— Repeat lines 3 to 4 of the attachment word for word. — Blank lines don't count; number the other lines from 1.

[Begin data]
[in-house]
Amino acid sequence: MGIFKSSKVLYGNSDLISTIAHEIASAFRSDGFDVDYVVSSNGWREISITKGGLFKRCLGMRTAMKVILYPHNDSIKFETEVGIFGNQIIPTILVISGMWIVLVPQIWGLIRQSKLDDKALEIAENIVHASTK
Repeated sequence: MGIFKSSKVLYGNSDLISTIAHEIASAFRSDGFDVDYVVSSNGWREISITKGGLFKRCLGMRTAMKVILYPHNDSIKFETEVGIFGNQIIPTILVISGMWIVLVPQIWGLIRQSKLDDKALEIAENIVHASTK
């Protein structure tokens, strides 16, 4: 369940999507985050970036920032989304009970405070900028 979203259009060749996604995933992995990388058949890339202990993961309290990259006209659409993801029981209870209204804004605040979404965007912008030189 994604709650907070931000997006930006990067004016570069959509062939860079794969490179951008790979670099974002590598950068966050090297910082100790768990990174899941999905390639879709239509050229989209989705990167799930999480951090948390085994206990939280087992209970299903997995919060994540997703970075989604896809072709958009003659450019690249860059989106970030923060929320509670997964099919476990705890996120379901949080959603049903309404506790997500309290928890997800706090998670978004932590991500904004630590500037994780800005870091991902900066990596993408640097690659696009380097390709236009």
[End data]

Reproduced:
Repeated sequence: MGIFKSSKVLYGNSDLISTIAHEIASAFRSDGFDVDYVVSSNGWREISITKGGLFKRCLGMRTAMKVILYPHNDSIKFETEVGIFGNQIIPTILVISGMWIVLVPQIWGLIRQSKLDDKALEIAENIVHASTK
């Protein structure tokens, strides 16, 4: 369940999507985050970036920032989304009970405070900028 979203259009060749996604995933992995990388058949890339202990993961309290990259006209659409993801029981209870209204804004605040979404965007912008030189 994604709650907070931000997006930006990067004016570069959509062939860079794969490179951008790979670099974002590598950068966050090297910082100790768990990174899941999905390639879709239509050229989209989705990167799930999480951090948390085994206990939280087992209970299903997995919060994540997703970075989604896809072709958009003659450019690249860059989106970030923060929320509670997964099919476990705890996120379901949080959603049903309404506790997500309290928890997800706090998670978004932590991500904004630590500037994780800005870091991902900066990596993408640097690659696009380097390709236009």